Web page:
Let me explain the difference between these two network structures. The figure below shows the network within an imaginary company. The lines show connectivity: two people who are connected by a line, such as production workers 8 and 9, have frequent contact. Two people have an equivalent network when they have an identical pattern of relationships.  Within this company there are no direct connections between the three salespeople (11,12, 13), but they do have high network equivalence. The department managers (2,3,4) have contact with the general manager, but less equivalent networks. Thus, simply put, person 8 and 10 in this company will influence each other by socialization and social comparison, 3 and 1 only by socialization and 11 and 12 only by social comparison.

network of an imanignary company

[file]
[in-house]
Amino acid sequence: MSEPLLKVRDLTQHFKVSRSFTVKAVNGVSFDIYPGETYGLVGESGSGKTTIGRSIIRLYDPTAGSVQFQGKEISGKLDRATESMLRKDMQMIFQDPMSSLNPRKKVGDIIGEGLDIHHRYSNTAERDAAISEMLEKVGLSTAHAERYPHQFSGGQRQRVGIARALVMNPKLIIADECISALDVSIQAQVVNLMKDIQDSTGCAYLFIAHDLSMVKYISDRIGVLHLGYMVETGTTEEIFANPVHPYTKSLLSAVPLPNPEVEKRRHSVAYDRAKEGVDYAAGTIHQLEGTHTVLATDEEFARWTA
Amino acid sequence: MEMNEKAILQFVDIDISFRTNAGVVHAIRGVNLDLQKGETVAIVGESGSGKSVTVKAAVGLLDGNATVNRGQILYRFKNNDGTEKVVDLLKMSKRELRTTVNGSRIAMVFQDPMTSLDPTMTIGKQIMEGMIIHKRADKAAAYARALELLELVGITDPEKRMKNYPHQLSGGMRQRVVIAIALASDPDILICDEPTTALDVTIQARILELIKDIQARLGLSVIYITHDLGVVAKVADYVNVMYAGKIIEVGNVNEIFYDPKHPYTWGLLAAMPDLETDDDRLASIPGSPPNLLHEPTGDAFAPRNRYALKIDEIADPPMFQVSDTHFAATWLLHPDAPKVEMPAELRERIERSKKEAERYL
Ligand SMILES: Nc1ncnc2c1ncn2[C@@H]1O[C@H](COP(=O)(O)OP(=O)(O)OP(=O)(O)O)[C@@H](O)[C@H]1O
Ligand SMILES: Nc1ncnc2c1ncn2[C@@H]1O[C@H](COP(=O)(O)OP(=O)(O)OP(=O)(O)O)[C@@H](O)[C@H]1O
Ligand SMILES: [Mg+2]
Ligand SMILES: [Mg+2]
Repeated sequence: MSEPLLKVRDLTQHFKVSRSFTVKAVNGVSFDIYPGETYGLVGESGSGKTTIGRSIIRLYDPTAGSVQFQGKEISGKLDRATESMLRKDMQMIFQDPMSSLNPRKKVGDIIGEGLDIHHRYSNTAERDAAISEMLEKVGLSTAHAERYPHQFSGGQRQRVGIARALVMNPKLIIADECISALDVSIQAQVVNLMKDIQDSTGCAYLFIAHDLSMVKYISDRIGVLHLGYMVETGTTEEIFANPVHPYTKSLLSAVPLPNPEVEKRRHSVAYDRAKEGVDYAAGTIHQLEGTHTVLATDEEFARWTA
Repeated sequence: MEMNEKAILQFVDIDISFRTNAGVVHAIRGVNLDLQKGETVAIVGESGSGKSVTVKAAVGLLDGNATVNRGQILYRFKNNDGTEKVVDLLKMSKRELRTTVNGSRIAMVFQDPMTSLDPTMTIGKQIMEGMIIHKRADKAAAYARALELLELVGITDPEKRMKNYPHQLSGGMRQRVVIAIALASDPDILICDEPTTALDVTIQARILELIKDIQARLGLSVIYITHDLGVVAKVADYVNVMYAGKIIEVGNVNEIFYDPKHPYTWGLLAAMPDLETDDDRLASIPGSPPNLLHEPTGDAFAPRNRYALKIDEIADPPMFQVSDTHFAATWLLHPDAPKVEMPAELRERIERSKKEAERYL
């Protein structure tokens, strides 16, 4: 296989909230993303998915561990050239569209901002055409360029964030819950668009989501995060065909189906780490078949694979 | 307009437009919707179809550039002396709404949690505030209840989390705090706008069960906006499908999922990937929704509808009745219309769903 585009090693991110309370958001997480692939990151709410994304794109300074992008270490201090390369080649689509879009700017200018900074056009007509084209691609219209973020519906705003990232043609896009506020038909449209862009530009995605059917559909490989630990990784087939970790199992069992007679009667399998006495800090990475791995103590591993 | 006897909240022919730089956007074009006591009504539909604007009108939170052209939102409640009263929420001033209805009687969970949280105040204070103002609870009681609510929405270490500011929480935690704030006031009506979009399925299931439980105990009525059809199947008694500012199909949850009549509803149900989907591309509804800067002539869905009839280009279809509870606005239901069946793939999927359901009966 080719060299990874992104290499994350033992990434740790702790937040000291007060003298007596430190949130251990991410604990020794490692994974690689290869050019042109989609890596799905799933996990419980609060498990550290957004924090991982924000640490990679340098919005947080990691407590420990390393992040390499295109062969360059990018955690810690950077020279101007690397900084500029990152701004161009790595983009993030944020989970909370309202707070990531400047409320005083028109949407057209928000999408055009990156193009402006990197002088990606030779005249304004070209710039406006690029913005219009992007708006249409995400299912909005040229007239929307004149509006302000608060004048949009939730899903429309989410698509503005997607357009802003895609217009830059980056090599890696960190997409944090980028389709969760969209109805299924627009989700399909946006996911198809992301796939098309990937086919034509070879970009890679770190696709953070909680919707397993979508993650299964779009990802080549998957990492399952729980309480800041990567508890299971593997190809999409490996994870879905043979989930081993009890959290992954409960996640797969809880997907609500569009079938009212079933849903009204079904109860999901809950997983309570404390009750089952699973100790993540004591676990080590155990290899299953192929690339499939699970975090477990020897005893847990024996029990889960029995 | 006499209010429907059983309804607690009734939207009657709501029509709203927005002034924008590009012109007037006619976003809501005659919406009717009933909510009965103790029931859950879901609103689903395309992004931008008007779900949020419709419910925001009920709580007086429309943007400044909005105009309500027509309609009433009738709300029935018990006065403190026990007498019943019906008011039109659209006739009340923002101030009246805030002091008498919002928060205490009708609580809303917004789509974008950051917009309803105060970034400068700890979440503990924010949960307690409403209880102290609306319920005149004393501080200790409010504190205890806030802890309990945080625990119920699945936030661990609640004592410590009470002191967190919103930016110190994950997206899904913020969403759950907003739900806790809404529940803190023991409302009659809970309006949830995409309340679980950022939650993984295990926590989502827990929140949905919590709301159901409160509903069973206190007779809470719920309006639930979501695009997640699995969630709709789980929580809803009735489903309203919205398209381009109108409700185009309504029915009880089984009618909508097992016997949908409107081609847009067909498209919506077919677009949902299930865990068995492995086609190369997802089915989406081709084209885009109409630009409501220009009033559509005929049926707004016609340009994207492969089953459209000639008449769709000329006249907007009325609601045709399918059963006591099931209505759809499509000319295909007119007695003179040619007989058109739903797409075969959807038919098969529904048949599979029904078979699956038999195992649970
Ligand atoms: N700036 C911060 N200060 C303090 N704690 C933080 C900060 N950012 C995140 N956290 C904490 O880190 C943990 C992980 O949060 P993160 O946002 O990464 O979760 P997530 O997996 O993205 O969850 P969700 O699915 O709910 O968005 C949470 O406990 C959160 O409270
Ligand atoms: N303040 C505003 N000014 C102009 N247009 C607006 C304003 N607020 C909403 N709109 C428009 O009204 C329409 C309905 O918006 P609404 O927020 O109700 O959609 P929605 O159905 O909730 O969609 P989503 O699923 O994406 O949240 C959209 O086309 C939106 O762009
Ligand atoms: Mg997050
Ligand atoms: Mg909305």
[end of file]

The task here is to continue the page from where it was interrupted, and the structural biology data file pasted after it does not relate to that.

But is it easier to exert influence through network equivalence or through connectivity? Ronald Burt discovered that network equivalence is the most important cause. It turns out that similar people, influence one another easily – even when they are not connected. The sales agents need no connectivity to influence one another:  they have equivalent networks. But people who have very different networks, such as the general manager (2) and the marketing manager (3), do not influence one another even when they are connected. Connectivity has no influence on them either. It may be counterintuitive, but in the example, salespeople (11 and 12) influence each other more than the sales- and general manager (4 and 1), while the salespeople meet hardly and the managers all the time. However, connectivity counts a lot when people are “near-peers” – thus have intermediate network equivalence, such as the production manager (3) and production workers (8). For near-peers it turns out that the more contact they have the more they influence each other. Thus: network equivalence moderates the relationship between connectivity and influence: socialization helps to spread ideas but only among moderately similar people.